I agree with Jeffrey Friedl. I would have implemented the feature only for the new comments, as you will break at least some old comments no matter how smart your regexp is otherwise.
Aren't you still missing the point about testing? Sure you've got a good data set to work from but you're still not actively seeking the conditions that may or may not break your code.
Also, unless you save your test data set, your tests are not repeatable. Without a consistent data set how do you know if a future change to your code has the desired effect?
In your previous blogs you were talking about polishing your code, but you don't seem to be practicing what you are preaching. That is, once you have a piece of code that you think is ready, take the time to develop a thorough test plan and execute it. Better yet, write the test plan when you write your designs. You do do designs and documentation prior to the implementation don't you? Perhaps if you did you wouldn't be so reliant on the Force. :op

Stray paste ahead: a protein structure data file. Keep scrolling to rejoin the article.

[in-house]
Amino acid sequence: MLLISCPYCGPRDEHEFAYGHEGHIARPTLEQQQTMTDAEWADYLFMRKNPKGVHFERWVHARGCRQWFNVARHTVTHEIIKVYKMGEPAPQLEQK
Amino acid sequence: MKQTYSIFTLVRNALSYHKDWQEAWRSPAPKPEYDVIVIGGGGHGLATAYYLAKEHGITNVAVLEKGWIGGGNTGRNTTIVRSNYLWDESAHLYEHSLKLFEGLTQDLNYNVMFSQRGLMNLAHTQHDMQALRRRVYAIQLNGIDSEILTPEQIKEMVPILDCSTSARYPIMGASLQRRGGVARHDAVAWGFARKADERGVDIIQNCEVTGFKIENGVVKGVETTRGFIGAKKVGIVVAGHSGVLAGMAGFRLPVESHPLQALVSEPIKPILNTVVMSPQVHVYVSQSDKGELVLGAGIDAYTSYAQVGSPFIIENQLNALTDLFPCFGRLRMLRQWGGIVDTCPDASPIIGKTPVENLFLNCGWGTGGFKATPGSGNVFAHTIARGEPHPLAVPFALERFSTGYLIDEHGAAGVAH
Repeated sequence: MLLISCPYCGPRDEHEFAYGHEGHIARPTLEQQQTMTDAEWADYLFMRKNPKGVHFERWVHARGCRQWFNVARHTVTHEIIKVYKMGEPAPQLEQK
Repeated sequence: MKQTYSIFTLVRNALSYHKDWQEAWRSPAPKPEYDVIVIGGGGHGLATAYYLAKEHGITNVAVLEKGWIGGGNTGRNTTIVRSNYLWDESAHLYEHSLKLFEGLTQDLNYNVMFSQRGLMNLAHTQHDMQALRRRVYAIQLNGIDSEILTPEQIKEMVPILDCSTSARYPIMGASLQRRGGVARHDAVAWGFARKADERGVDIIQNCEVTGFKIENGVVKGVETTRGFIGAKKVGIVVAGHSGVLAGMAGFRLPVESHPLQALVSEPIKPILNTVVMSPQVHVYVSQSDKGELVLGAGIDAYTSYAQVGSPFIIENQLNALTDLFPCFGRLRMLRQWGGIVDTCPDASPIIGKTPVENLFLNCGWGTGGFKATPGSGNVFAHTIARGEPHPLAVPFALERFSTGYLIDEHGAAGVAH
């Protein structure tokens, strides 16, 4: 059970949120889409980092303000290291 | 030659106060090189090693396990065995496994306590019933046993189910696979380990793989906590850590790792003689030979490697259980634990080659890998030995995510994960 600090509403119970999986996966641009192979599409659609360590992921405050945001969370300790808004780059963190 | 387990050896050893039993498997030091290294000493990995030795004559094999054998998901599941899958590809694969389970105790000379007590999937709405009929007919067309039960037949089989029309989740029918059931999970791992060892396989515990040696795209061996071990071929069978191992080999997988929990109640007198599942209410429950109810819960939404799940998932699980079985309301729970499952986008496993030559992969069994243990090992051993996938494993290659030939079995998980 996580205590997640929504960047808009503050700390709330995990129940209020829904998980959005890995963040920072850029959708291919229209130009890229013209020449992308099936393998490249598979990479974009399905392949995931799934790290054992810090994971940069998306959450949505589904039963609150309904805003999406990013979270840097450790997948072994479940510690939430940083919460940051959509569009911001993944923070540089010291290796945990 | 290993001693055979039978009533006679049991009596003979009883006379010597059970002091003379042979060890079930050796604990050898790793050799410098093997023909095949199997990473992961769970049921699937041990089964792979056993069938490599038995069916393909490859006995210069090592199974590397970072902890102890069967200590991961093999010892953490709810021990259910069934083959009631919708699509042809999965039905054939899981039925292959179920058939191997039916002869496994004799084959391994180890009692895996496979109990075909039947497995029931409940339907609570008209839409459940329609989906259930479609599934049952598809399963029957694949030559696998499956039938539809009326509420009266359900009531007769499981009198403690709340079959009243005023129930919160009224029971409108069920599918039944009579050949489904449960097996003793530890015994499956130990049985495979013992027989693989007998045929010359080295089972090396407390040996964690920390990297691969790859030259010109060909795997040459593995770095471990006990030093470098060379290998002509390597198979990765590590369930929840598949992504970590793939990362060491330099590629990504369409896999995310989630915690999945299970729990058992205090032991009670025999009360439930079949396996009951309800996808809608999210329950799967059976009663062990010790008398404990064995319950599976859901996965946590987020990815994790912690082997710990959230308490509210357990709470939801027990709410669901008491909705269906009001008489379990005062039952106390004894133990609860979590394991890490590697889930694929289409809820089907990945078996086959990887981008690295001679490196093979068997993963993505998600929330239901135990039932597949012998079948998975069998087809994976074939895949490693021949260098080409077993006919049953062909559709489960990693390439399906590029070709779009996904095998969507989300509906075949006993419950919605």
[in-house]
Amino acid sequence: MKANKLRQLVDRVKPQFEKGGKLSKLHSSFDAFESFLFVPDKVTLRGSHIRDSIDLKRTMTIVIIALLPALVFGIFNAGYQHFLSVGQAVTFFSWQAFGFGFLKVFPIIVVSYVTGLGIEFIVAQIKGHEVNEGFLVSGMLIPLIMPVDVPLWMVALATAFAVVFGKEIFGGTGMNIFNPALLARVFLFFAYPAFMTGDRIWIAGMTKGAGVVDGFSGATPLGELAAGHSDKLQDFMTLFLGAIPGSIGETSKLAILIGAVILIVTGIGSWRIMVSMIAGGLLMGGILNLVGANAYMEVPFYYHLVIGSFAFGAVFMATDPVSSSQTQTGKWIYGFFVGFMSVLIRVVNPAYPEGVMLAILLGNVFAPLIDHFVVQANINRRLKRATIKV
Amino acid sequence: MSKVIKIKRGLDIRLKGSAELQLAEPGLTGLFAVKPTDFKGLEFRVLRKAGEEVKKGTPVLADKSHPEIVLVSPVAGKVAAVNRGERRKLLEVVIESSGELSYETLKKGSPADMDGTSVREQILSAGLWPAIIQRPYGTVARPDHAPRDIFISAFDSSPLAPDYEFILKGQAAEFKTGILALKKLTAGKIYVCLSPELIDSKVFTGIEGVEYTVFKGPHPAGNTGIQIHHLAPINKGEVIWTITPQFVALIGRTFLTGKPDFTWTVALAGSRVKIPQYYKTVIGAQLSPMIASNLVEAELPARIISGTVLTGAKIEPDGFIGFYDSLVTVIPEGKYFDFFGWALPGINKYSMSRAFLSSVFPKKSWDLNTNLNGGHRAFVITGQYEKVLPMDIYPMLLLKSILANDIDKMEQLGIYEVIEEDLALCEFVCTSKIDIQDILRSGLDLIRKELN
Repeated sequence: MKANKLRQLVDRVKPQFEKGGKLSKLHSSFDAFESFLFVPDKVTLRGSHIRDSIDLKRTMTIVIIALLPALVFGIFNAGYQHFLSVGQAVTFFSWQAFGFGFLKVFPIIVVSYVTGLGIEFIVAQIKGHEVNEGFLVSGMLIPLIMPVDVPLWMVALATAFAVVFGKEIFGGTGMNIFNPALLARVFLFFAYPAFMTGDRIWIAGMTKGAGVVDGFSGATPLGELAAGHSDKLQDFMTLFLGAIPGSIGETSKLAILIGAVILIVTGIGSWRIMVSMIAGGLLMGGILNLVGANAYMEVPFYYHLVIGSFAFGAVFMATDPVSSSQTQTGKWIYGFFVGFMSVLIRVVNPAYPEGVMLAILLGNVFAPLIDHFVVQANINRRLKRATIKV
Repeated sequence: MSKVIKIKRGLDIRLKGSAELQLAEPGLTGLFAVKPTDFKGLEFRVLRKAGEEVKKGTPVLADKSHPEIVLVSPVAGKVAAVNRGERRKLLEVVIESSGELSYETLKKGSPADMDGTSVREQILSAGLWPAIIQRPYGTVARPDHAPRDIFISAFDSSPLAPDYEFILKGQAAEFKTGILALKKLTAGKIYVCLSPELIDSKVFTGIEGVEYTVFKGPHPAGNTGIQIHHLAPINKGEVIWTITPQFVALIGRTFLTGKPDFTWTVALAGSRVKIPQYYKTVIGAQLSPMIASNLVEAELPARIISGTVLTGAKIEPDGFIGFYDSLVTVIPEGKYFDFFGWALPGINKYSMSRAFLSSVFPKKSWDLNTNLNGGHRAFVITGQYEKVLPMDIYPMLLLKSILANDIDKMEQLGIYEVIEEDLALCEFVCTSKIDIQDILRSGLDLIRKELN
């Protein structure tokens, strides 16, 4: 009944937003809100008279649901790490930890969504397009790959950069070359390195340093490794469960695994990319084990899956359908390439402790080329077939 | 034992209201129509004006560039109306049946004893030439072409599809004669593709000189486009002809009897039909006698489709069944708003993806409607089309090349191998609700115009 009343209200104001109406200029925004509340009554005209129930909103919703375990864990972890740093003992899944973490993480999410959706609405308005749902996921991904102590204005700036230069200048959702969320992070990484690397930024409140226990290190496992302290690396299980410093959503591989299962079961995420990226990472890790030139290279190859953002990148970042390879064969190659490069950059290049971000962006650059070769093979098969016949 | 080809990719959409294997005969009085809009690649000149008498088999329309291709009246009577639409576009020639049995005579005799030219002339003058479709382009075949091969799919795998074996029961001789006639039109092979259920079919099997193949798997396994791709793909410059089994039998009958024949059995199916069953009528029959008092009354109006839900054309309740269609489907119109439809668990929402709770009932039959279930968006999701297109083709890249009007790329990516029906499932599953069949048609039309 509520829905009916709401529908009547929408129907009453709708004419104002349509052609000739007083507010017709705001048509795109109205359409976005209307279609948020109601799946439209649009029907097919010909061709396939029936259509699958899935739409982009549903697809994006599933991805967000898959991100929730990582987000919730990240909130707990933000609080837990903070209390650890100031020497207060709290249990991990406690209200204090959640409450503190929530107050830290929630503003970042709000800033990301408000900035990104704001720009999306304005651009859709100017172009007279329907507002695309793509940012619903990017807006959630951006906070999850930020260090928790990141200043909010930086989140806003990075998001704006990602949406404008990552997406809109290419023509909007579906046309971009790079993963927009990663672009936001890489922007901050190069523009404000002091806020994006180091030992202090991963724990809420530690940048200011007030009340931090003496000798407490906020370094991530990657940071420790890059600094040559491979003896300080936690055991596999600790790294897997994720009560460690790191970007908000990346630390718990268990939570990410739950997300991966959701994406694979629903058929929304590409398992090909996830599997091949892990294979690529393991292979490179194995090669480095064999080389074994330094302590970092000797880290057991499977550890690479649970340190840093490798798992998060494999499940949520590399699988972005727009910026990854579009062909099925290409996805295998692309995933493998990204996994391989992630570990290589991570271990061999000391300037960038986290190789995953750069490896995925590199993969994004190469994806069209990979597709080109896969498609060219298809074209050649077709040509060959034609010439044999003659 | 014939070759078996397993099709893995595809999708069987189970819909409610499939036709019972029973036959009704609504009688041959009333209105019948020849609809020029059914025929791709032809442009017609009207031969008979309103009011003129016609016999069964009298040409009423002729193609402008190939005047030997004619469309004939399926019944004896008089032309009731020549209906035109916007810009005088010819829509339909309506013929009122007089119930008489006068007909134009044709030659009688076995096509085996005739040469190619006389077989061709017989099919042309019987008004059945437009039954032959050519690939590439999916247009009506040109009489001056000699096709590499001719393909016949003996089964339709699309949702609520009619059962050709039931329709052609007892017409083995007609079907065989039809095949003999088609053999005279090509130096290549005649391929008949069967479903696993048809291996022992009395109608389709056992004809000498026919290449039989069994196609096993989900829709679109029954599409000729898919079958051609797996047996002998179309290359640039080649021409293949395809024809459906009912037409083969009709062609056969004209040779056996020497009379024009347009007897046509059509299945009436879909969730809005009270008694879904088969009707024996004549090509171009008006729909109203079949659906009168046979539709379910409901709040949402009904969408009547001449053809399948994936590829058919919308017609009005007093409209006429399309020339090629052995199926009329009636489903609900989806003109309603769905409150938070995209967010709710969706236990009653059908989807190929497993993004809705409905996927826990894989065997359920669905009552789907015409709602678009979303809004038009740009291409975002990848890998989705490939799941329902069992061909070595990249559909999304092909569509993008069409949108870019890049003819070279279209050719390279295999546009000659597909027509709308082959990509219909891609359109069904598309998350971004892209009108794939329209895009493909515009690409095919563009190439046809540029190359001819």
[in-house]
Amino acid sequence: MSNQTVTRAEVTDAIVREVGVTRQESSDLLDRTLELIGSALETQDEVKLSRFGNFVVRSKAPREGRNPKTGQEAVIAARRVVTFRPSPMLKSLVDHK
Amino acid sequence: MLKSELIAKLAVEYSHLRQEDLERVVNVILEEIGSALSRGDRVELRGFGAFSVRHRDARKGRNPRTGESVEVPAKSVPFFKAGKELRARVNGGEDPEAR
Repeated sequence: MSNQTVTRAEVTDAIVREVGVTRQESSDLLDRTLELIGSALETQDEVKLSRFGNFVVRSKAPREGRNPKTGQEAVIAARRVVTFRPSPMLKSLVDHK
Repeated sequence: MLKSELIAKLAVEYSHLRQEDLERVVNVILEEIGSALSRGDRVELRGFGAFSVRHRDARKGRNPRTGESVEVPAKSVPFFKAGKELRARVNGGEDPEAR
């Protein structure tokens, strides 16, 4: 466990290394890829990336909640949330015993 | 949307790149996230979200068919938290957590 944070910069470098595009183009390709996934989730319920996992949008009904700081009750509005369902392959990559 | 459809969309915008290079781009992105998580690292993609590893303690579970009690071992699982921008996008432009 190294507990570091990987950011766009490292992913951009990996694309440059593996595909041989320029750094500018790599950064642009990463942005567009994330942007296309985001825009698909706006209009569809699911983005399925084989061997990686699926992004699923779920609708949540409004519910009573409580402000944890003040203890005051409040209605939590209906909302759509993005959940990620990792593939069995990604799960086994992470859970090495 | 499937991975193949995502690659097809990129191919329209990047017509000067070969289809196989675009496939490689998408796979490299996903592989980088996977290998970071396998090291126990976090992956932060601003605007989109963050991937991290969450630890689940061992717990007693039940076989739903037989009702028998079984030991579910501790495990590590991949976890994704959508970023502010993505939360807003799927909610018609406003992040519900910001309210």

"This will also help if you ever change your format from Markdown to something else (or not) again." ~ Clinton
But not if you want to change the presentation format. This is especially important since they've started giving away data dumps. It also doesn't work very well with the wiki editing.
"May I ask what the difference is between .* and .*? " ~ Sandro
Aaron G puts it very well - when viewed as a domain analysis exercise the technique can be very useful.
TDD is clearly ineffective for designing the architecture of your code, but can be good for small bits of code -- comparing someone who failed at the former to the latter confuses the scope of Jeffs suggestion I feel.